Annual Game of Budget Chicken Ends With Mayor Adams and City Council Restoring Library and Arts Funding
(Hell Gate)

Annual Game of Budget Chicken Ends With Mayor Adams and City Council Restoring Library and Arts Funding

And more news for your Friday.

Here's a hallmark of a thriving, functioning city, especially one that likes to market itself as the cultural capital of the world—every year (at least under fiscally conservative leadership regimes), our city's greatest cultural institutions become bargaining chips in the annual budget dance between the mayor and the City Council. 

Consider the library funding battle of the past year: Eric Adams, whose cuts already reduced library service to six days a week last November, had initially proposed eliminating $58 million more from library funding in next year's budget, cuts that the heads of the city's three library systems warned would reduce service to a mere five days a week.

As it turns out, that proposal was, as he himself said, just a "negotiation" tactic, and the mayor and the City Council have reached an agreement to reverse those cuts. Via the New York Times:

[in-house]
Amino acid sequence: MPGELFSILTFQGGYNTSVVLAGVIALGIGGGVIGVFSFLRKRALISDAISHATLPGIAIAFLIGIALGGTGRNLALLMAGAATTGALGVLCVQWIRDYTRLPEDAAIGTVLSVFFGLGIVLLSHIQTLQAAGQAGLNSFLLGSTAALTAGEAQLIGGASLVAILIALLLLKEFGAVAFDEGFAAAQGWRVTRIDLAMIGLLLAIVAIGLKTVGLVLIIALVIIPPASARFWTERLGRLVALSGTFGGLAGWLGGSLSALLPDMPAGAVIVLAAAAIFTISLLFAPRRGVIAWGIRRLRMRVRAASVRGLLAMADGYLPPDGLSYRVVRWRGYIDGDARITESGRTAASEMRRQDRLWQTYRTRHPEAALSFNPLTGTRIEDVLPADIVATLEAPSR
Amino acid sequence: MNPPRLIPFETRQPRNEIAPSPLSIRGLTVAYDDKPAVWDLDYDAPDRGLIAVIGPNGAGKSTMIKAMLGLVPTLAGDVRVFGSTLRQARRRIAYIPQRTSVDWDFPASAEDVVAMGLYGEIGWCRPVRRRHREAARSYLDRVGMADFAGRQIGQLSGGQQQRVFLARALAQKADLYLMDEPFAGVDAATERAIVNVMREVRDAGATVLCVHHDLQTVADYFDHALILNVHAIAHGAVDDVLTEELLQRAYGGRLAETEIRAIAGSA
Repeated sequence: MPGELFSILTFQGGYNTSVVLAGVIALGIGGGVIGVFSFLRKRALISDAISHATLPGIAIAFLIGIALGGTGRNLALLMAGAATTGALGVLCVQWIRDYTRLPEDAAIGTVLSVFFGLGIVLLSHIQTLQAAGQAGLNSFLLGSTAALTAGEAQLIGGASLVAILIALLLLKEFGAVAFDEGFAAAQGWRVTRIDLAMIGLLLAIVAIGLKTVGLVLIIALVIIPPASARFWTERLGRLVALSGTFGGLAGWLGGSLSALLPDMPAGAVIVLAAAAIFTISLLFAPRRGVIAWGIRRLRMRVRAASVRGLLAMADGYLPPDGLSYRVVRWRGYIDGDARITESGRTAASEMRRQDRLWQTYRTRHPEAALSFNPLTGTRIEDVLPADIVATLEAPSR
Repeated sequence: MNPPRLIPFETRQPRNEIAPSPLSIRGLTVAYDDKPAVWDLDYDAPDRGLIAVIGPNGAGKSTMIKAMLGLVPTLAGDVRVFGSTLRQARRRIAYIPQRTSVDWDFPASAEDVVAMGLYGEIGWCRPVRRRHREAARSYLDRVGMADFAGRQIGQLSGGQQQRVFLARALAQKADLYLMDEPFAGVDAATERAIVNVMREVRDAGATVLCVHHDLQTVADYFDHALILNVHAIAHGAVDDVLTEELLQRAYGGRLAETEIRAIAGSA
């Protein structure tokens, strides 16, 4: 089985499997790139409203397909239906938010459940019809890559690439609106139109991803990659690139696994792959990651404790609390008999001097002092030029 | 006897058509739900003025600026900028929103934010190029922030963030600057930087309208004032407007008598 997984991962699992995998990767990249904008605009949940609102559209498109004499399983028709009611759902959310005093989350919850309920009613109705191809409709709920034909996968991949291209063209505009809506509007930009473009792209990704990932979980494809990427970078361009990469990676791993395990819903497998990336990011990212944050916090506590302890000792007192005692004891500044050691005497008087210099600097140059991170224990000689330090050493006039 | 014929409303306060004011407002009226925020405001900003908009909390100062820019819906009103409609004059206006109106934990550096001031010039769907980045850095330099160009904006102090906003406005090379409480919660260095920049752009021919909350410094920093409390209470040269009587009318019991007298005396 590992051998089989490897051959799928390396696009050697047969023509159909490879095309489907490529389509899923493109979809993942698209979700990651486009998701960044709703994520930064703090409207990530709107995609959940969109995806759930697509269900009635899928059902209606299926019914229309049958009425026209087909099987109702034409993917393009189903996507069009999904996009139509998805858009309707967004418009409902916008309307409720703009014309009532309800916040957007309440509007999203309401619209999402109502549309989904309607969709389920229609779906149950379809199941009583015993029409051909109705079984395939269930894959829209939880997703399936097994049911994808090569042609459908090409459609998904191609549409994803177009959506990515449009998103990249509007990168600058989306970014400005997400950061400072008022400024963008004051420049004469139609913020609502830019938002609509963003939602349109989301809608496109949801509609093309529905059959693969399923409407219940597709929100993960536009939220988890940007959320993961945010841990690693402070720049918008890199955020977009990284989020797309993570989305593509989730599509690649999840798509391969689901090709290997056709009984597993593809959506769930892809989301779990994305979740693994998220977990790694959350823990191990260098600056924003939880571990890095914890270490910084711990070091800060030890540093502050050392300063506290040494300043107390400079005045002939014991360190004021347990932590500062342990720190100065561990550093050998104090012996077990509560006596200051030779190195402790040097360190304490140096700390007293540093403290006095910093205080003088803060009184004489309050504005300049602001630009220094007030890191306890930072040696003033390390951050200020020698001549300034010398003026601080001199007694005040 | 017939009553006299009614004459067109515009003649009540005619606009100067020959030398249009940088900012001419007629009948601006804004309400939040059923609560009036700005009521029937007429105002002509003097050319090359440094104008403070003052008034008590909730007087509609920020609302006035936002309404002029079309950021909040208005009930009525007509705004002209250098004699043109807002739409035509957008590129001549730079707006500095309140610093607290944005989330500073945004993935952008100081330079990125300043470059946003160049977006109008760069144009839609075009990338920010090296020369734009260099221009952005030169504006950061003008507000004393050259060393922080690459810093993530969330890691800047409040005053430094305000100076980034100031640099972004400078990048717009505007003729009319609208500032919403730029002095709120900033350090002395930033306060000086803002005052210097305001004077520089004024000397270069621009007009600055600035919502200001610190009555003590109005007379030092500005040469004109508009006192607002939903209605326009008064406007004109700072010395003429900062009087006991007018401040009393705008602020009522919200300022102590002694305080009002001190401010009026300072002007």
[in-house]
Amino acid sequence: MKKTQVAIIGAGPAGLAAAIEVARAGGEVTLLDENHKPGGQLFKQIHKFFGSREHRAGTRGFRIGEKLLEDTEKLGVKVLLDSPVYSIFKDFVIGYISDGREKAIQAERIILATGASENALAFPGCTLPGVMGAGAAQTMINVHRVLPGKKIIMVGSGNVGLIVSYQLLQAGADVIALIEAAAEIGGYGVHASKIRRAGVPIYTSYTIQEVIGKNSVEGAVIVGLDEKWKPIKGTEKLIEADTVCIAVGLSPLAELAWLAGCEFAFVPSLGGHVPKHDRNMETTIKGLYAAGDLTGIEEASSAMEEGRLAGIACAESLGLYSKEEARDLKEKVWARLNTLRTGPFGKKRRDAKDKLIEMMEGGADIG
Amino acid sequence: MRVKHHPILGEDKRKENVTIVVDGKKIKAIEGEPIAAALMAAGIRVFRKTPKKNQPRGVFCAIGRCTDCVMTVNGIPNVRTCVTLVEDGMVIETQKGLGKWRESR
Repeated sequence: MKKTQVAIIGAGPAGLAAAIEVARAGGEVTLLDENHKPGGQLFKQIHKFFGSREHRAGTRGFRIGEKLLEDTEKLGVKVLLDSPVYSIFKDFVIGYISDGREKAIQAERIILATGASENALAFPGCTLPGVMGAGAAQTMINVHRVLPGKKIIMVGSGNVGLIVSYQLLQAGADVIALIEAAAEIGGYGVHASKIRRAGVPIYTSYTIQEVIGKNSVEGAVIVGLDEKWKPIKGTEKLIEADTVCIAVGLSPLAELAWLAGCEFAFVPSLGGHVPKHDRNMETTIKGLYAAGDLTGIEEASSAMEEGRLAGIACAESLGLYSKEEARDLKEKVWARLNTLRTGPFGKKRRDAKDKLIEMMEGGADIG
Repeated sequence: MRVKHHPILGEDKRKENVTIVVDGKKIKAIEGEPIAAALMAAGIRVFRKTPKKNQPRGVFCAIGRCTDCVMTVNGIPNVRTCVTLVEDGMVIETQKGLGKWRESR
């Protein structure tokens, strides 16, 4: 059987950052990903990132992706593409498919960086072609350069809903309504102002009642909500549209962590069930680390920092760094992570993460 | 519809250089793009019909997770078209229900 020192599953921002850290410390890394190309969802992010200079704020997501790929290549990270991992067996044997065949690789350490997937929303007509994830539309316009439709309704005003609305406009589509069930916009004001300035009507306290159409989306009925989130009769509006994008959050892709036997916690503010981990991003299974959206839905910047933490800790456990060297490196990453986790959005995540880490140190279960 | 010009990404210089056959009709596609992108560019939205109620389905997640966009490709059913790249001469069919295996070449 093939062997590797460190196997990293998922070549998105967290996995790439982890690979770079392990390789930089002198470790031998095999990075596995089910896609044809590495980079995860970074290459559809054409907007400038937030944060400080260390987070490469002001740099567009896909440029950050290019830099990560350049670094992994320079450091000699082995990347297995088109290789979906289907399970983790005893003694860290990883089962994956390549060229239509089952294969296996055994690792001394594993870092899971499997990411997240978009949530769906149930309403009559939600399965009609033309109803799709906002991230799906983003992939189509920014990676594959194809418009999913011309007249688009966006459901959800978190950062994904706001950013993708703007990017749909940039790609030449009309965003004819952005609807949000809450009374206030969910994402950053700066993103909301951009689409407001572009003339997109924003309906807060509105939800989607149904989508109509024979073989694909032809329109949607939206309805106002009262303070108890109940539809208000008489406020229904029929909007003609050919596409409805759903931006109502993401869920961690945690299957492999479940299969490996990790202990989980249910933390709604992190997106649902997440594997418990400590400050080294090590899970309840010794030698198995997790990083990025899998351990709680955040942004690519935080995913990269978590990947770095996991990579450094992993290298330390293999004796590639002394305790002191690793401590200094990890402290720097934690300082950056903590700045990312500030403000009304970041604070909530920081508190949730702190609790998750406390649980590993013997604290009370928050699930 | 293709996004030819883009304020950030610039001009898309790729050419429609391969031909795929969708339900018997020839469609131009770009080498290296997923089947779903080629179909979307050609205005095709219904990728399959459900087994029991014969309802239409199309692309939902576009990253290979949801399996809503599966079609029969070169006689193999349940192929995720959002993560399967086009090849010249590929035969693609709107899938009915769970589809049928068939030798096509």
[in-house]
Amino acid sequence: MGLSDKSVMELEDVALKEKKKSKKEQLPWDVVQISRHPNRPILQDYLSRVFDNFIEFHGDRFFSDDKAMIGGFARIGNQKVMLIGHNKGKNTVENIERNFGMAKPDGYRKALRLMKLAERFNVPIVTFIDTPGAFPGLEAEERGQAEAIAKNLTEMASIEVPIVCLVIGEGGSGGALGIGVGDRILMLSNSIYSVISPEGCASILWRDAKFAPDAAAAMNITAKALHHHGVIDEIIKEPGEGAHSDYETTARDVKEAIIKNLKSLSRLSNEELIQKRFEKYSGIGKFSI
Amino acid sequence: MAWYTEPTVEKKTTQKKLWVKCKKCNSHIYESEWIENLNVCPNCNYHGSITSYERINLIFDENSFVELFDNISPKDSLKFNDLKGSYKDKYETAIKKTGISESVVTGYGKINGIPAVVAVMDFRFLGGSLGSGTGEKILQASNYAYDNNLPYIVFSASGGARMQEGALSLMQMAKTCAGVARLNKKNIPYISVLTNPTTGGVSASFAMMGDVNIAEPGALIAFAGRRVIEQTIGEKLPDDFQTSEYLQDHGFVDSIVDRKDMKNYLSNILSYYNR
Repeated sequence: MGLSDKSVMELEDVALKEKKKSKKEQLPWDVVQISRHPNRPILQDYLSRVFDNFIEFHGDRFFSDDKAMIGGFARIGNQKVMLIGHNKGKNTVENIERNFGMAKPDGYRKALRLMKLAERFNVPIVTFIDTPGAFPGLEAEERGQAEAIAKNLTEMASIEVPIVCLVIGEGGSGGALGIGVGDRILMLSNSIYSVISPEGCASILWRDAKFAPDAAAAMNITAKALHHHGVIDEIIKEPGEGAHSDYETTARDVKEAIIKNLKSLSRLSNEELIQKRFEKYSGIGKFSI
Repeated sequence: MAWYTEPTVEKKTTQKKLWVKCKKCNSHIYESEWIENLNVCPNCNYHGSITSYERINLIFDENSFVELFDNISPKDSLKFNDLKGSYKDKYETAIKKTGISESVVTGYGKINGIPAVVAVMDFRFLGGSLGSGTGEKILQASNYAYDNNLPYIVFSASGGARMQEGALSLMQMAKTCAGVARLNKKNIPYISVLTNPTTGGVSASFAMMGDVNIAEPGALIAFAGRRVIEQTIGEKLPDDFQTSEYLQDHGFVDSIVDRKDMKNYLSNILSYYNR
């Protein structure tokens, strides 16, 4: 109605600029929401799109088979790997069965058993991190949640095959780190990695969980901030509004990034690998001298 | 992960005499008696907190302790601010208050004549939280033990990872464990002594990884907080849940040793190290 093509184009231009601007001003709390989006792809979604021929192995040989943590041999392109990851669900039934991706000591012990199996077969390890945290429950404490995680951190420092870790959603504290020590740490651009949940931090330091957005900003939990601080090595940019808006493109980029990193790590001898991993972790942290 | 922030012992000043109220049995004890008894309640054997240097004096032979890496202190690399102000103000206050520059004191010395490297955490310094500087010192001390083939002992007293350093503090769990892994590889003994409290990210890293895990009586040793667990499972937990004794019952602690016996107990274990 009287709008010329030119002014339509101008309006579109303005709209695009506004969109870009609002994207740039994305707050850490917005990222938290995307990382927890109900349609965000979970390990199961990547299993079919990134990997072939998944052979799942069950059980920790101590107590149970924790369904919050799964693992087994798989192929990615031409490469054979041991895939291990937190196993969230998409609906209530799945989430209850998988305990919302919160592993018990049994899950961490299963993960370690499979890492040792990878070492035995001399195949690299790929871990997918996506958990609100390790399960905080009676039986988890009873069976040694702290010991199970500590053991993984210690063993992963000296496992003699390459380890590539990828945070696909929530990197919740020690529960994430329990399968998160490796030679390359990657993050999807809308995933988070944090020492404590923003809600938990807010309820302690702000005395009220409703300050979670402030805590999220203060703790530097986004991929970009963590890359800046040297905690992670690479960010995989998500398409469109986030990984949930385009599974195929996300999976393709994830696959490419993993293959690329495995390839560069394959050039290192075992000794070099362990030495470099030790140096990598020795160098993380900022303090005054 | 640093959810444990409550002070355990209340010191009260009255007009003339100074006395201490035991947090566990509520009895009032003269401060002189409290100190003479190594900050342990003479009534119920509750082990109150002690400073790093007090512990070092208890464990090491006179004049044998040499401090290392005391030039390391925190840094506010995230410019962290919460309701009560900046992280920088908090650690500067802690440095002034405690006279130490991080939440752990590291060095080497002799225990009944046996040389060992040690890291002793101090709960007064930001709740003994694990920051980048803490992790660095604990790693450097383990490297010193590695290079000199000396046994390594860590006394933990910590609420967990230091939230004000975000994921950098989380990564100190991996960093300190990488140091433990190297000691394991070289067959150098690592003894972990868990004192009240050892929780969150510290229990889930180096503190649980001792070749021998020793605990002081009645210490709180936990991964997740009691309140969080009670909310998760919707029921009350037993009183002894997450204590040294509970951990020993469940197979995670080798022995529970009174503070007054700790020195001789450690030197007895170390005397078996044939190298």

A major second wave of cuts to the New York City library system has been averted in an 11th-hour deal announced on Thursday by the City Council and Mayor Eric Adams.
The restoration of $58 million in proposed cuts to the city's three major library systems, part of a broader city budget agreement expected to be announced on Friday, has been one of the main focal points of the City Council speaker, Adrienne Adams. It is expected to allow libraries to reopen on Sundays and remain open on Saturdays.

The deal also restores $53 million in budget cuts for arts institutions, as well as the cuts made to  community composting programs (though perhaps that's too late for all the workers who have already been laid off). 

This is all good news, but it's hard to feel particularly thrilled about a resolution to a series of cuts that closed library doors and got rid of compost sites, one that ultimately felt a bit like smoke and mirrors. Sure, this budget agreement is possibly a sign that Mayor Adams is feeling weakened (maybe he looked at some recent polling). And sure, the City Council gets to give itself a pat on the back for pushing back on the mayor, but meanwhile, has there been any progress at all on reining in the NYPD's outrageous overtime spending?

The budget is due June 30. A "handshake deal" between Mayor Eric Adams and City Council speaker Adrienne Adams is expected at some point today. 

And some links that are always fully funded:

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